All outcomes were prespecified. The primary outcome was FEV1 z score at 48 weeks, calculated using the African American module of the Global Lung Function Initiative 2012 reference equations.27 The secondary outcomes were time to first ARE and number of AREs, death, all-cause hospitalization, infectious episodes (Salmonella typhi, gastroenteritis, or malaria), and weight-for-age z score (calculated using the British 1990 reference equations).28 All hospitalizations (defined as a period of stay in a hospital >24 hours) were recorded whether or not participants visited the study clinic. These were obtained through a combination of self-report and confirmation from patient-held records.
The study was designed to detect a standardized mean difference in FEV1 z score between trial groups of 0.32 SD with 80% statistical power and a significance level of P < .05, assuming a mean (SD) in the control group of −2.04 (0.82) and a difference in means of 0.26. Available data from 300 participant assessments at 48 weeks were required for this.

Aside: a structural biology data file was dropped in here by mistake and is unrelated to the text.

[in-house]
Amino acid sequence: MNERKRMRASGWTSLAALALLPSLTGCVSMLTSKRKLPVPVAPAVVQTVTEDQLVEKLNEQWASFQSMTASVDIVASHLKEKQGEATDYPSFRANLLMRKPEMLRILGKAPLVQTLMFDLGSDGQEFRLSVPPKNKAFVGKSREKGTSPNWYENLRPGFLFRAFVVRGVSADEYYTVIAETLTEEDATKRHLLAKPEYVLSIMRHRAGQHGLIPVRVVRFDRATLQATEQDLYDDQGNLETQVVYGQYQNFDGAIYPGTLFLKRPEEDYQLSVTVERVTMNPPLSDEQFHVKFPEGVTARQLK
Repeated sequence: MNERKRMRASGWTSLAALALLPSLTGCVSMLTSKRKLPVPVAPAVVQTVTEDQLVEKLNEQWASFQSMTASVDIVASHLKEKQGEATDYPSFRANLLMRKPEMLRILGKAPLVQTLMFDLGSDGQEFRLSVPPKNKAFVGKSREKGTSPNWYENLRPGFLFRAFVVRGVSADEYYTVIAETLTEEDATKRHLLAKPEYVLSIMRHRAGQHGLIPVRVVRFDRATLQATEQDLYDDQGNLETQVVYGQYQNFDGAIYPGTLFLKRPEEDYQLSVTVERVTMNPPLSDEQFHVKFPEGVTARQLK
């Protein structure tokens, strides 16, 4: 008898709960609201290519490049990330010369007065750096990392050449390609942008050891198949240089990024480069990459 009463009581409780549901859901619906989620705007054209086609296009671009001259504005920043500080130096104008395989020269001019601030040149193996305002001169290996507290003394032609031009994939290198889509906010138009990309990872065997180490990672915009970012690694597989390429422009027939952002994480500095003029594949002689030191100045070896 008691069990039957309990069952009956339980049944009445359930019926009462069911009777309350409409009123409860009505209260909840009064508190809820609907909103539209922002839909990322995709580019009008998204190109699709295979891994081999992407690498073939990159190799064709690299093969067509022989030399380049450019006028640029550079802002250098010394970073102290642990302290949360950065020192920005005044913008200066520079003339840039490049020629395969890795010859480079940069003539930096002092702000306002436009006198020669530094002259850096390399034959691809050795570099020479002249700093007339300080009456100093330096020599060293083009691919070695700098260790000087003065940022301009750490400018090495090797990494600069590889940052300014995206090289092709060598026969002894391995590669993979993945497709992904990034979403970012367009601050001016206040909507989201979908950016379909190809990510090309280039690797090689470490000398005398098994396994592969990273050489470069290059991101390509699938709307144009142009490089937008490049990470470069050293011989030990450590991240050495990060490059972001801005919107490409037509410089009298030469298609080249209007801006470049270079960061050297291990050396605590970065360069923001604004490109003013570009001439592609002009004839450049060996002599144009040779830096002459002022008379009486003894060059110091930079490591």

Analyses were performed using Stata statistical software version 16.0 (StataCorp) following a prespecified analysis plan (Supplement 1). All randomized participants were included, using intention-to-treat principles. All analyses were adjusted for trial site and for baseline factors agreed to be unbalanced between groups by trial investigators before data analysis. Linear regression was used to analyze quantitative outcomes as adjusted mean differences (AMDs), additionally adjusted for their comparable value at baseline. The normality of residuals was assessed with quantile-quantile and kernel density plots. Homoscedasticity was assessed visually using the Cook-Weisburg test, and robust SEs were used when there was evidence of heteroscedasticity.